I Visited Theme Parks During The Pandemic And Did Not Catch The VIRUS!

How I did it and what YOU should do if you are planning on visiting a theme park in 2020.

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Let's face it: Amusement parks are known to be germy, crowded places as much as we all love them. Having hundreds or even thousands of people in a shared space should seem scary to everyone right now. You are sharing seats that other people sat in and touching surfaces that other people touched, and who knows where these people came from. Visiting parks right now sounds dangerous, but how dangerous is it really? Here is what my experience was like, what parks I visited, and your guide to having fun in 2020. 

The planning phase

Before I start out, I want to reiterate that I did not blindly decide to go without evaluating the risks. As much as I love riding roller coasters, I also care about my safety. A huge part of going to amusement parks now is planning things with your safety in mind. Back in May when everything was starting to open up, I had the mission planned already: Avoid as many people as possible but still be able to have fun. I would do this in a few different ways.

  • Consider looking at videos or blog posts from coaster enthusiasts who have visited parks that have reopened. This will provide you with information on how well the park is implementing the new policies, and it can give you an idea of how safe you will be.
  • When a park opens back up after a closure like this, it is natural to see larger crowds on opening day so it would be best to avoid going right away.
  • Avoid going on weekends, as from previous experience these are the days when the most people show up.
  • Choose your parks carefully. If Cedar Point was open in June, I would not have travelled to Ohio despite that being the original plan. I wouldn’t want to risk being infected while travelling and passing it on to others. Instead, I chose to stay in Texas where I am right now. When looking at parks in Texas, my first choice was Six Flags because I trust their safety. Although I could have gone to both Six Flags parks in the state, I used the process of elimination to chose the one I really wanted to visit. That way I could limit exposure. I was hesitant to go to Galveston Island Historic Pleasure Pier and Kemah Boardwalk after seeing that nobody was wearing masks and they were not limiting attendance. You may not have known that I enjoy water parks and have been dying to visit one. There are many awesome-looking ones nearby but I just don’t think it’s safe right now. First of all, nobody’s going to wear a mask when there’s water involved. Secondly, although chorine kills germs and sunlight could also kill the virus, it would be impossible to sanitize a slide after each person travels down it. Overall, it all comes down to how you evaluate the risks, but it is important keep these kinds of things in mind.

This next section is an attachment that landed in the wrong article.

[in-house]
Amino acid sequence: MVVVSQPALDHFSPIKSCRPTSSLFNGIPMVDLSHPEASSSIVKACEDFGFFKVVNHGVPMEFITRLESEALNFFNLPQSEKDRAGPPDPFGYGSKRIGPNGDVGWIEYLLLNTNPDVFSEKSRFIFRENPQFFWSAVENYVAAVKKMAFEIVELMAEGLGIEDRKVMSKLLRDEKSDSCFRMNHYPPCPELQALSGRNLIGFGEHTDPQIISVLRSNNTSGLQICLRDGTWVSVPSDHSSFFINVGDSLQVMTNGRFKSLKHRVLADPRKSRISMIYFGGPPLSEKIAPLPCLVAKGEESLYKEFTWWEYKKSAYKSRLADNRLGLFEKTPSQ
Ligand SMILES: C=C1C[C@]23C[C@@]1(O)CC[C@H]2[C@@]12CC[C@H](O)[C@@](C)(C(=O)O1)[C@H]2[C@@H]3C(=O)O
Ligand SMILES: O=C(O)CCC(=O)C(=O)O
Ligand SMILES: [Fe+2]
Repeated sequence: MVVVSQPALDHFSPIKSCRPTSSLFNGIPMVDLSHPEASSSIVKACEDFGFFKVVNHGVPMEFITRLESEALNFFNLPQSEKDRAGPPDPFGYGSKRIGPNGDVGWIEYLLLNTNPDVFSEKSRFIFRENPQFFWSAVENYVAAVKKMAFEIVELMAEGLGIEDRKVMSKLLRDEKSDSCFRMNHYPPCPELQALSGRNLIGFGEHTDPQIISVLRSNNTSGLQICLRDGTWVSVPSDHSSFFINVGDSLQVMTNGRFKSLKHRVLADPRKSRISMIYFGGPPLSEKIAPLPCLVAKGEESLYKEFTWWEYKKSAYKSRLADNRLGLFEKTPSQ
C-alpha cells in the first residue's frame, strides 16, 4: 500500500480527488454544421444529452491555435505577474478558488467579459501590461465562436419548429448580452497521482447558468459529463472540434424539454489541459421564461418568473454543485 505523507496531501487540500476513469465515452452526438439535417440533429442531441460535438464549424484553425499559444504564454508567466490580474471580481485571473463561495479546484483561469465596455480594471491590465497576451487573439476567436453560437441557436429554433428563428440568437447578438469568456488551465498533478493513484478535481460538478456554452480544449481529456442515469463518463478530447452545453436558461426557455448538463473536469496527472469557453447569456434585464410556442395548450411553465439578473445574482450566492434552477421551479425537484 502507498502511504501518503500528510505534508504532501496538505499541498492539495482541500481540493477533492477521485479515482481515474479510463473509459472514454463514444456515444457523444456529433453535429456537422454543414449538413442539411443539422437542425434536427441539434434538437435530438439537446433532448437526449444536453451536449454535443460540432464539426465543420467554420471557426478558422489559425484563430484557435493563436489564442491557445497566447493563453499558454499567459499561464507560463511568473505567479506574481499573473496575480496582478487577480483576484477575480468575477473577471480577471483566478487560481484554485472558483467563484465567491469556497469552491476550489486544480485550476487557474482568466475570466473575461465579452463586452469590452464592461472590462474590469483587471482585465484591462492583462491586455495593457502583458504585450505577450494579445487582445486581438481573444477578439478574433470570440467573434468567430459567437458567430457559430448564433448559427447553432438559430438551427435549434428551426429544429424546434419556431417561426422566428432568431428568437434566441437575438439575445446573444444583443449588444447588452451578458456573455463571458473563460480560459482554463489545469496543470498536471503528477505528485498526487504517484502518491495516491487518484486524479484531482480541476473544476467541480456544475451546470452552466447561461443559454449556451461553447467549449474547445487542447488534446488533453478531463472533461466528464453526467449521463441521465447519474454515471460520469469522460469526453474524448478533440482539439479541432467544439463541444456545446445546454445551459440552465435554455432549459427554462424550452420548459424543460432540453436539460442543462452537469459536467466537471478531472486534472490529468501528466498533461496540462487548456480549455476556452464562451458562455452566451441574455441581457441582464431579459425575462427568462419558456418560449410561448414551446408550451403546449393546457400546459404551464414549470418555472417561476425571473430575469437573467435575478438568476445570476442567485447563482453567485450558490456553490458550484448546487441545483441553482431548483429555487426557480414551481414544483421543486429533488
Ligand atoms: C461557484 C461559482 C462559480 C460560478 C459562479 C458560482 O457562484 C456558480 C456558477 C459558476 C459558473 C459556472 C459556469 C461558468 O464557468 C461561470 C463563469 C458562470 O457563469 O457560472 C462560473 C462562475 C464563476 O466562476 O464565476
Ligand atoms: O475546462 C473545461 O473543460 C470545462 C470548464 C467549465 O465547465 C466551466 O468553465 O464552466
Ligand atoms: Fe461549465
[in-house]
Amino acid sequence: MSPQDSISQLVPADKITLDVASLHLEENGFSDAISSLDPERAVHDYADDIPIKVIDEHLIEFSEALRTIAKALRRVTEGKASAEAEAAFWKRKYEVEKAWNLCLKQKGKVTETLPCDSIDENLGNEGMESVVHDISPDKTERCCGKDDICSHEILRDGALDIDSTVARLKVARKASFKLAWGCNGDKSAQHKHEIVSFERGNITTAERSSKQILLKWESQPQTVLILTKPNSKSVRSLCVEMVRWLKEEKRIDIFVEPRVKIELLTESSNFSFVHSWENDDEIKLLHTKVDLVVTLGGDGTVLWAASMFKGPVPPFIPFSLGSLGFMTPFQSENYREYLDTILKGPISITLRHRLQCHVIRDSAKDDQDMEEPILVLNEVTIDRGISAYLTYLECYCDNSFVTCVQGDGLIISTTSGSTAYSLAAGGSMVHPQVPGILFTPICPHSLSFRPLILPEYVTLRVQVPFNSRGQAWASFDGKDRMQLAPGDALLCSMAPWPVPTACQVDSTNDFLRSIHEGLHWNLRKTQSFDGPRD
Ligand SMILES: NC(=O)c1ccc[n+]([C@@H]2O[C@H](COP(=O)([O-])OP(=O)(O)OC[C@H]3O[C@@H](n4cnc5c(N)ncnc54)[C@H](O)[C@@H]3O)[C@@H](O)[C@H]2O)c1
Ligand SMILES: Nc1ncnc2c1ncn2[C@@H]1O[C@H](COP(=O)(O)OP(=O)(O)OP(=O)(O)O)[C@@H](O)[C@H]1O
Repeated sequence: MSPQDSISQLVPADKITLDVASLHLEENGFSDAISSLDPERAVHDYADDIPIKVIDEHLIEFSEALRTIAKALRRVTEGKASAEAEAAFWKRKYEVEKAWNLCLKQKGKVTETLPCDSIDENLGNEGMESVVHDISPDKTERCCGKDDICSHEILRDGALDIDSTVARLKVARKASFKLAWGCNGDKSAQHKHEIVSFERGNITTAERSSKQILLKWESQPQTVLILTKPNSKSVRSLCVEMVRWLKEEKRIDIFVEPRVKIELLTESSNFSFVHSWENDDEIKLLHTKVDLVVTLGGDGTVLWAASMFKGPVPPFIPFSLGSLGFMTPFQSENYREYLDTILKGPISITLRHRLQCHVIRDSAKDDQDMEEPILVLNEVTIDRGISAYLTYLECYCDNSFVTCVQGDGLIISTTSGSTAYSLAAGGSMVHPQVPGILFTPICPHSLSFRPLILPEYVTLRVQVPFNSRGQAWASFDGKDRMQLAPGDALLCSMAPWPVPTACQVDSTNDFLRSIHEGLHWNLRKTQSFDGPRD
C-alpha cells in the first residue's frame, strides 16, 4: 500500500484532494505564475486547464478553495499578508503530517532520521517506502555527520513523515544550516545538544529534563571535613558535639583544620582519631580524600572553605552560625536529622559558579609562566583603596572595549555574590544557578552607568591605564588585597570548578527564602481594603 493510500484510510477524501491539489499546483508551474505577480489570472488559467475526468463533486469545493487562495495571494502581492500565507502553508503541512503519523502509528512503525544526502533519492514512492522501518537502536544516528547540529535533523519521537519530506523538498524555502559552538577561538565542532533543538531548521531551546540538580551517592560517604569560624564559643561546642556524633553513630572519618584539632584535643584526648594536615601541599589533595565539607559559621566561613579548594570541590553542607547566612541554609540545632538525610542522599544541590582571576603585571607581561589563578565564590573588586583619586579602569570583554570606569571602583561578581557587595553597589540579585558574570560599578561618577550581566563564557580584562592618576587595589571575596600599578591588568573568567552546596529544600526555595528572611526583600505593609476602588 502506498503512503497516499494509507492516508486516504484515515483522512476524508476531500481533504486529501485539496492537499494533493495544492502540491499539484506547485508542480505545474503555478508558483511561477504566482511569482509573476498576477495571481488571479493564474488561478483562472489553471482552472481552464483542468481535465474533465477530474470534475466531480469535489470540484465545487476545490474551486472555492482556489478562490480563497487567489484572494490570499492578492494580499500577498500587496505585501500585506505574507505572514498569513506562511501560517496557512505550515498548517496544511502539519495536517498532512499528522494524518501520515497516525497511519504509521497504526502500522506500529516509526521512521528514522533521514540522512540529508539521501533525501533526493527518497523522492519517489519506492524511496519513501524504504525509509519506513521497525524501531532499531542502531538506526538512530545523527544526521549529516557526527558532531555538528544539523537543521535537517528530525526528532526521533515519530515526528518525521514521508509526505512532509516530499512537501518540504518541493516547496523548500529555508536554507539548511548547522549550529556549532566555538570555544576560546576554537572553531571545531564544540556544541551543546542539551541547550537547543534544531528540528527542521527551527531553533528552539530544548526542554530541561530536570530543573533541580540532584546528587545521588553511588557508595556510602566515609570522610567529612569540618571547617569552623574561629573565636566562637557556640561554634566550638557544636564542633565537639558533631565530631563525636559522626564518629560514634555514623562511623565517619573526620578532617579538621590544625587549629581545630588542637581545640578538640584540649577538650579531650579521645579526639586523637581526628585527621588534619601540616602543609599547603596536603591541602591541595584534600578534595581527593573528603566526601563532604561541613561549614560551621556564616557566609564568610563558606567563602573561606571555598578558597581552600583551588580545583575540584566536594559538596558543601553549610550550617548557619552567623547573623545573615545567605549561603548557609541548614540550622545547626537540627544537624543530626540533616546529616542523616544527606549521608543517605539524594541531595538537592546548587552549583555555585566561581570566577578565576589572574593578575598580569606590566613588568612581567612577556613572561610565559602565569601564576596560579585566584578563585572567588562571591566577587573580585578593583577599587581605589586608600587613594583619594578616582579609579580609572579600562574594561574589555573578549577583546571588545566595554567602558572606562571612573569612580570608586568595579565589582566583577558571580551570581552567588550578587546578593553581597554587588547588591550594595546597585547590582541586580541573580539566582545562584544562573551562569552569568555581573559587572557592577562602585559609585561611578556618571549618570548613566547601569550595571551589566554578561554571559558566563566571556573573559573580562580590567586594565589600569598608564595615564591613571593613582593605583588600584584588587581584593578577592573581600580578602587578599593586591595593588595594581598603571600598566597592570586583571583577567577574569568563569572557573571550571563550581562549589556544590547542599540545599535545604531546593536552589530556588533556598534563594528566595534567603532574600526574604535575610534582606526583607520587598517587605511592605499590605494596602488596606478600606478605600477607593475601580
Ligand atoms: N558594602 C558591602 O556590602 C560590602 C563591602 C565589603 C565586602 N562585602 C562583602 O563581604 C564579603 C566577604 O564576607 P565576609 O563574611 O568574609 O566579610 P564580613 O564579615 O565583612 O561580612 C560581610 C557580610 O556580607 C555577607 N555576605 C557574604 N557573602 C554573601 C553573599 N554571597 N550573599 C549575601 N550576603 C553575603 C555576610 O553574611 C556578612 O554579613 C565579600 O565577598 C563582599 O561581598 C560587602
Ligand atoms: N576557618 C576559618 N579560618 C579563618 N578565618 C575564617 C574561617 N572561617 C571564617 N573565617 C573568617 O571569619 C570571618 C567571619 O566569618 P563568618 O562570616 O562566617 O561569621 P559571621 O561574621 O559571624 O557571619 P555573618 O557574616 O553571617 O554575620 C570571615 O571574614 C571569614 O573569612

• Talk to people. Ask your family members or friends if they think its the right decision. Before each of my park visits, I had long meetings with my family, where we discussed every possible outcome. There were many times when we were unsure about it, sometimes even one day before going at least one person said “I don’t think we should go, it’s not worth the risk”. Of course, these conversations made me anxious and then I had to come up with extra safety precautions should I actually go. For example, when planning the surprise trip to San Antonio, I chose to book a room with a trustable hotel company that we already used earlier on during this pandemic.
  • Last but not least, be prepared for change. We live in a time of uncertainty, and I am used to planning trips to amusement parks far in advance. Times have changed, and all of my park visits have been planned last-minute instead. The trip to San Antonio almost didn’t even happen because by the time we waited two weeks after my first park visits, the hospitals were already overcrowded with COVID patients. Literally the day before we left, Texas became a red alert and I got a message on my phone saying that people are urged to stay at home. If I didn’t go then, I would not be able to go at all – I had no idea when I might be back in Texas. It was a now or never situation, as the problem with the virus could only get worse. This made me very anxious so we had another talk before deciding to take the risks, but agreed to not go to any other parks after this trip. This was a tough decision as I really wanted to go back to Kemah Boardwalk, but I ultimately decided to go to some parks I have never visited before.

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